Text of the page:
Public trust in government near historic low
Public trust in government is near its lowest point since pollsters first began asking about it in 1958, the Pew Research Center says.
Pew's average of polls last found public trust in government in excess of 50 percent for a brief time after September 11, 2001. Other than that, Pew says a majority has not trusted the government since before President Richard Nixon resigned, and currently only about a quarter of Americans do.
Democrats currently trust government at roughly twice the rate of Republicans and independents. Trust declined among all groups after the financial crisis and bailouts, but it recovered and grew for Democrats after the first election of President Obama.
The first poll about trust in government, taken during the Eisenhower administration, found it at 73 percent. It inched up during the Kennedy administration, but dropped more than 10 percentage points during Lyndon Johnson's presidency.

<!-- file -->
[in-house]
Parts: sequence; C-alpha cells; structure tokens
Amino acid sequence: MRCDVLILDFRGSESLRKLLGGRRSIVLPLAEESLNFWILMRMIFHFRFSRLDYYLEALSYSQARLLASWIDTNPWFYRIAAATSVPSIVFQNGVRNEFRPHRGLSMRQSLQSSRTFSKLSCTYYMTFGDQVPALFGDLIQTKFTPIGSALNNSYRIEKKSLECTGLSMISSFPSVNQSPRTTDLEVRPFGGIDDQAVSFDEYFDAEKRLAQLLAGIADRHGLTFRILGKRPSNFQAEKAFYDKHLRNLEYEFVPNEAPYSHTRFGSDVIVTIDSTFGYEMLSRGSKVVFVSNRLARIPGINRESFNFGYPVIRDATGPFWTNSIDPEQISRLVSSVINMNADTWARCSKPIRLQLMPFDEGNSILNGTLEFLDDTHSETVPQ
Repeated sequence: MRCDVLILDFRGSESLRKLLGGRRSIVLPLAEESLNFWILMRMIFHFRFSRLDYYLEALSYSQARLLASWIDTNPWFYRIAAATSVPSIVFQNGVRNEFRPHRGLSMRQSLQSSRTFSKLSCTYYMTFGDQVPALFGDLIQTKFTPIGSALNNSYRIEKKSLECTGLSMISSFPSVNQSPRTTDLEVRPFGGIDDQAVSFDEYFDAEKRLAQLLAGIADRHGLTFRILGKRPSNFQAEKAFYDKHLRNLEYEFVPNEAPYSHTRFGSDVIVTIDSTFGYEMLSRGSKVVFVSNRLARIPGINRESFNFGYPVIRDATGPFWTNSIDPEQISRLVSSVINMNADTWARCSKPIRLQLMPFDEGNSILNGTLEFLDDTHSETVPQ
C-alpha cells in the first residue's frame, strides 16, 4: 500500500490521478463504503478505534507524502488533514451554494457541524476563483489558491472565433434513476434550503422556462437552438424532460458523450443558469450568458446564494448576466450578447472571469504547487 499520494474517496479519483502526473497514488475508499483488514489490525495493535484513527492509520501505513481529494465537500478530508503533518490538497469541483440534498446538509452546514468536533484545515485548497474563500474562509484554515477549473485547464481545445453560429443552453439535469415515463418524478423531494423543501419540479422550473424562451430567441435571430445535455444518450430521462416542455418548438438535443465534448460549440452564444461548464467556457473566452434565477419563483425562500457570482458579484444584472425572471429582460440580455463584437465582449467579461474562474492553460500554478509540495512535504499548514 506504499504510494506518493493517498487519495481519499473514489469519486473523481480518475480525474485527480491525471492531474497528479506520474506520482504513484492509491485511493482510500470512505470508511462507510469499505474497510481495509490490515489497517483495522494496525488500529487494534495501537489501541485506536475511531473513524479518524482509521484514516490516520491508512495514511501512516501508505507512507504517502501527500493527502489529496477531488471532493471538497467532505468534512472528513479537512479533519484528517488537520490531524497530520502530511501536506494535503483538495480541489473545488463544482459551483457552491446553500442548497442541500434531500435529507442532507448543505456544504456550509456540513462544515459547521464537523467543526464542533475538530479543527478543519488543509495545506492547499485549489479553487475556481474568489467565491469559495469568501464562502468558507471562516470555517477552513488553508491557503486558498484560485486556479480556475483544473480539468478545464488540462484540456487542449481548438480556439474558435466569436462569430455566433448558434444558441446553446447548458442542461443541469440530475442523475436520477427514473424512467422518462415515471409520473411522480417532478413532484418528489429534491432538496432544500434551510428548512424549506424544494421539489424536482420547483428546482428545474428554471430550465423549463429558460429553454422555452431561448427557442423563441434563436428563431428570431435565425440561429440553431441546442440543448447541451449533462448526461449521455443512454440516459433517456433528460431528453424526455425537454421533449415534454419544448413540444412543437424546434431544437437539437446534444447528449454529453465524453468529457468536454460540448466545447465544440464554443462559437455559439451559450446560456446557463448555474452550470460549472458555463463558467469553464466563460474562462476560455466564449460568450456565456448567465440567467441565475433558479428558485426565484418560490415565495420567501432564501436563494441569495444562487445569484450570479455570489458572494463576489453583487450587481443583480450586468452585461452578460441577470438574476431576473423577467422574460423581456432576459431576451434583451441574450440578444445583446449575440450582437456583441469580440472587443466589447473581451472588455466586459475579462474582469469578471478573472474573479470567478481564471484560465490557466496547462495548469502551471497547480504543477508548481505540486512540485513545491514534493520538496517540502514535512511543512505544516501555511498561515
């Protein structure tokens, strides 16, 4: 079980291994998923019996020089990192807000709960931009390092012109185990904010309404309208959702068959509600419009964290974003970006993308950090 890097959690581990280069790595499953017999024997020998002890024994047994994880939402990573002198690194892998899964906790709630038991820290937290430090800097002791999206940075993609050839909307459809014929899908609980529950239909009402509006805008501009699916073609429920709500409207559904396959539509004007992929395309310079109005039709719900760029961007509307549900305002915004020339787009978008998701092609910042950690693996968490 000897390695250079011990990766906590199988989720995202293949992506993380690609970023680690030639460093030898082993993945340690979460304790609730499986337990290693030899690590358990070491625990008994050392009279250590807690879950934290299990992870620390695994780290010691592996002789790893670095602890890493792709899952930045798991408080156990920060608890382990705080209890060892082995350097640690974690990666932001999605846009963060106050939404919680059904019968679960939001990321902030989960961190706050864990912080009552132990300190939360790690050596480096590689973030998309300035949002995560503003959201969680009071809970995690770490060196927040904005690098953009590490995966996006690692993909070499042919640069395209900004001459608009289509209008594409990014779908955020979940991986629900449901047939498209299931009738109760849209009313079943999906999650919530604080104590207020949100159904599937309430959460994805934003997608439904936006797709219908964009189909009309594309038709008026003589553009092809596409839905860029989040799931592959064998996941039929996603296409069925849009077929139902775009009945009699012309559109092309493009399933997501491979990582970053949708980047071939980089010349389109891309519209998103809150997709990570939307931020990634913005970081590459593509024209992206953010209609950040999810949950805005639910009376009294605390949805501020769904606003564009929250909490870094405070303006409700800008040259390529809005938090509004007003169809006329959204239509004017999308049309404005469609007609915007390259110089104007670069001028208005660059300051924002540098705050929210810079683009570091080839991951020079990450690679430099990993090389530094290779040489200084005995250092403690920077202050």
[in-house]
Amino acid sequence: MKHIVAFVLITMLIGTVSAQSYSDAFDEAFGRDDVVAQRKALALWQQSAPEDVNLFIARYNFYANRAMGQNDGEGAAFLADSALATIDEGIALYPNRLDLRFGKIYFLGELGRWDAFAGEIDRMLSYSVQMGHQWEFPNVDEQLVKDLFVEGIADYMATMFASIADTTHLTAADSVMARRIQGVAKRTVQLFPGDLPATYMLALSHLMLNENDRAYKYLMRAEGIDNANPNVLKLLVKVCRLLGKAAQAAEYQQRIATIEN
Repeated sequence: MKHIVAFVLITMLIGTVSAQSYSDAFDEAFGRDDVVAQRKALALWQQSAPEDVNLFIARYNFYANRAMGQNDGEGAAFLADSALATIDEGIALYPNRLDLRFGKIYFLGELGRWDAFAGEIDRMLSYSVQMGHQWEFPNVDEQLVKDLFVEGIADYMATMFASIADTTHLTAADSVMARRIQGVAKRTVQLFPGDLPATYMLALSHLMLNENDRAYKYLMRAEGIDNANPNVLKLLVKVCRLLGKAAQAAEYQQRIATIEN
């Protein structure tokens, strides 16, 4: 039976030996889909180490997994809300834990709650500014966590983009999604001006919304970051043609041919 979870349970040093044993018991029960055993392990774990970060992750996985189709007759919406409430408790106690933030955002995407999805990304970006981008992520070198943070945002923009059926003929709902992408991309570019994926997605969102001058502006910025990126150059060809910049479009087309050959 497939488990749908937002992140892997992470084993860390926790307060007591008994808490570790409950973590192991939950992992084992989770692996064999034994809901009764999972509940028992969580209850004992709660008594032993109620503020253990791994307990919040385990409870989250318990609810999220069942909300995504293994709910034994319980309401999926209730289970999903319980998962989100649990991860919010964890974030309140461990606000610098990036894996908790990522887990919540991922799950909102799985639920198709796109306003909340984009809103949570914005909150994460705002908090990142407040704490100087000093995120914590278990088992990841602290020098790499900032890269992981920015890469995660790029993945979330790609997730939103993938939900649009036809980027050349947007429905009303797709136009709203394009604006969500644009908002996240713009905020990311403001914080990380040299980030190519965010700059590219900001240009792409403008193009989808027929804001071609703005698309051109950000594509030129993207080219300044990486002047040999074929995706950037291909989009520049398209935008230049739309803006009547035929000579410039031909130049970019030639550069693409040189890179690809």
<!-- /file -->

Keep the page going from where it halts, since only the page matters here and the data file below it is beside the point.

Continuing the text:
The decline continued during Nixon's presidency, plummeting to below 40 percent by the time he resigned.
President George H. W. Bush's term proved volatile. Trust declined quickly amid concerns about budget deficits, then jumped after the first Gulf War.
Pew considers poll respondents to trust the government when they say they do most of the time or always. Respondents fall under "distrust" if they say they trust government only some of the time or never.
Economic conditions seem to impact trust in government, but sometimes there is no relation. Trust in government steadily declined in the early 1990s even though the unemployment rate also did, for example. Consumer confidence held above 50 percent during George W. Bush's presidency until the financial crisis hit, but trust in government dropped fairly constantly from 2002 on.
- go to Pew's interactive feature on public trust in government
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